Whether you’re fresh out of university or the creative director of a huge studio, some days there will be a sneaky problem that you just can’t solve. Improving your skill in transforming a brief (and a blank piece of paper) into an engaging, beautiful and effective design is a never-ending task – often aided by a little outside inspiration.
We spoke to some of the most successful graphic designers and upcoming talents to mine their collective knowledge for tips, ideas and new approaches that will help you hone your craft and beat creative block.
Turn restrictions into an asset
Ross Fordham, senior designer, The Partners
Sometimes what seems like a problem can actually inform the solution. Our job as creative thinkers is to transform the lacklustre into something brimming with imagination and flair. Last year we were designing a brand environment for Deloitte at the World Economic Forum in Davos (above). The space was dull and functional: two security corridors that weren’t much more than a thoroughfare. By investigating the limitations of the space we found the solution, a 440-square-metre anamorphic installation that made a virtue and an immersive experience out of the fact that people had to pass through it.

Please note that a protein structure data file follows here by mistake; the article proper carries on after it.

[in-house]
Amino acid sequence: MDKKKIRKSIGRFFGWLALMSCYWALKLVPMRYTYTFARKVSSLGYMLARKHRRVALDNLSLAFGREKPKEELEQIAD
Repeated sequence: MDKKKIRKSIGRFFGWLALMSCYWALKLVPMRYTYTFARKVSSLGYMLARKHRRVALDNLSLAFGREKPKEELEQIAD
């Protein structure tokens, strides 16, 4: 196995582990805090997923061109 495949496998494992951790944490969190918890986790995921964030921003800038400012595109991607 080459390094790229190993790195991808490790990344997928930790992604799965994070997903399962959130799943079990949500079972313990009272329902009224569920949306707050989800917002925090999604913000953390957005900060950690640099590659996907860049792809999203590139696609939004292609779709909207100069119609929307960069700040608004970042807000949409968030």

Keeping fussing over colour
Rebecca Johnson, designer, Studio Output
If you don’t have to stick to brand colours, then think about where the piece will be seen and what colours would work to make it really eye-catching. If it’s a printed piece, find out how it will be printed, whether you can you use special inks and how it needs to be set up. Always remove any swatches which are not used and ensure the artwork is set up with the colours as specced.
Do it yourself
Michael Smith, director, Cog Design
Don’t be afraid to get your hands dirty. When budgets or time frames are tight, get stuck in and have a go yourself.
John Burton of Cog Design takes his director’s advice to get your hands dirty to heart in designing a Museum of London exhibition poster
A dash of humour works wonders
Jamie Ellul, director, Magpie Studio
Wit grabs people and can make a communication memorable – smiles don’t go out of fashion. Creating a twist or something the audience needs to ‘get’ will give them a moment of realisation that they won’t forget in a hurry.
You can’t check work too often
Michael C Place, creative director, Build
Always check your copy. Get others around you to read it and ask clients to check and approve it even if they’ve sent it to you. It’s really easy to skim over copy you’ve been working with for a while, and that can result in a costly mistake.
Two Gavin Martin job bag designs by Magpie Studio